Elephants in the Room

Donald Trump Is Singlehandedly Wrecking the Special Relationship

America has no greater friend than Britain. Or had.

Preparations ahead of President Barack Obama's visit to London on May 23, 2011. (Oli Scarff/Getty Images)
Preparations ahead of President Barack Obama's visit to London on May 23, 2011. (Oli Scarff/Getty Images)

There are only two countries in the world whose citizens have fought alongside American troops in every single war since World War I: Britain and Australia. No other American ally, friend, or partner can make that claim. Not surprisingly, the “special relationship” with Britain has been of the closest cooperation and trust that could ever take place between two independent nations.

Volumes upon volumes have been written about the ties between Winston Churchill and Franklin Delano Roosevelt; a new movie only underscores the close connections between the greatest Briton who ever lived and his American partners, even when they bitterly disagreed. Similarly, there is a burgeoning literature that addresses the very close personal ties between Ronald Reagan and Margaret Thatcher. The two shared a commitment to democracy and free markets that was both deep and genuine. It should therefore come as no surprise that it was the United States, specifically the Pentagon, that rushed to Britain’s aid during the Falklands War. I should know; I was personally responsible for ensuring that London received every bit of kit it felt it needed to prosecute the war, even if that meant running down our own stocks.

More recently, it was Britain that stood shoulder to shoulder with the United States not only in the aftermath of 9/11 — other countries did the same — but in launching and prosecuting Operation Iraqi Freedom. Whatever one thinks of that war, or of Tony Blair’s decision to throw his country fully behind the operation, one must contrast Britain’s response with those of America’s other major European allies: Germany, France, and Canada all deliberately stood on the sidelines; at times their pronouncements sounded no different from those of Russia and China.

Even when relations between Washington and London were at low ebb, due to Prime Minister Harold Wilson’s opposition to the Vietnam War, Britain continued surreptitiously to support the U.S. war effort. Britain provided regional intelligence (as the United States did during the Falklands War), supplied military hardware through back channels, and offered paid training in jungle warfare to U.S. Special Forces. Moreover, although Britain refused to commit land forces to that war, some 2,000 soldiers resigned from the British Army and served in the Australian or New Zealand units that were fighting alongside the Americans. It has also been reported that U.S. bombers took off from a British air base in Thailand to conduct bombing raids over Laos. Finally, British ships supported U.S. commando river missions into Cambodia. The special relationship simply trumped politics.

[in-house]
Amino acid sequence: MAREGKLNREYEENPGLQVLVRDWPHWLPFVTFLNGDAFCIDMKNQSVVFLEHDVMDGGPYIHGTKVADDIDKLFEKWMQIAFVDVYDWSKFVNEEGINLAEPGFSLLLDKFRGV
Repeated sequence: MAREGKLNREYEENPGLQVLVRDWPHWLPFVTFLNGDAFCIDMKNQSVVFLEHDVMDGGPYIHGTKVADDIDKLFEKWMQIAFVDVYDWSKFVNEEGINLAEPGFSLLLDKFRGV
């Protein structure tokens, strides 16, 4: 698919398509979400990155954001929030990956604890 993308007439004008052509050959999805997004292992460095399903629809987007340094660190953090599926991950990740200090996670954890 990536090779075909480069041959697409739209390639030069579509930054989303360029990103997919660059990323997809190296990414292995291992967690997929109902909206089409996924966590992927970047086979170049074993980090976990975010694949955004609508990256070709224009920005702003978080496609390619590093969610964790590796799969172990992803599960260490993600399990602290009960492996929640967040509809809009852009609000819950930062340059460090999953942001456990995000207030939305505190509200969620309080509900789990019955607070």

Britain and America have shared intelligence for decades. They have shared strategic nuclear secrets and have worked together on strategic programs; the British deterrent even employs America’s Trident missiles. Britain and America share space on Ascension Island; the United States has complete use of Wideawake airfield there. Similarly, the United States has free reign at Diego Garcia, which is a British possession. And when all of Europe refused to have anything to do with missile defense, Britain quietly signed an agreement (I was the American signatory) that opened the door for the possibility of its hosting a missile defense radar.

Now comes President Trump to wreck this decades-old relationship. It is bad enough that he retweeted anti-Muslim videos pushed by British extremists. It is more damaging that Trump seems to gloat over the fact that Britain has suffered from terrorist attacks while America has not. Far worse yet is his unconscionable personal attack on Theresa May. Whatever her political troubles, she continues to be a staunch supporter of her country’s intimate ties to the United States. She even is prepared — at least as of the time of writing — to welcome Trump on a state visit to Britain.

It is true that Britain is not the power it once was. Its steady decline in military power, the result of years of budget cuts, have certainly lessened Britain’s importance as a military partner. London needs to take note. Nevertheless, in all other respects Britain remains America’s most reliable ally west of Australia. Donald Trump has stated that too many allies are free-riders. But Britain is not one of them. His treatment of that country and its leader is nothing short of despicable. He owes the United Kingdom and Theresa May a personal apology.

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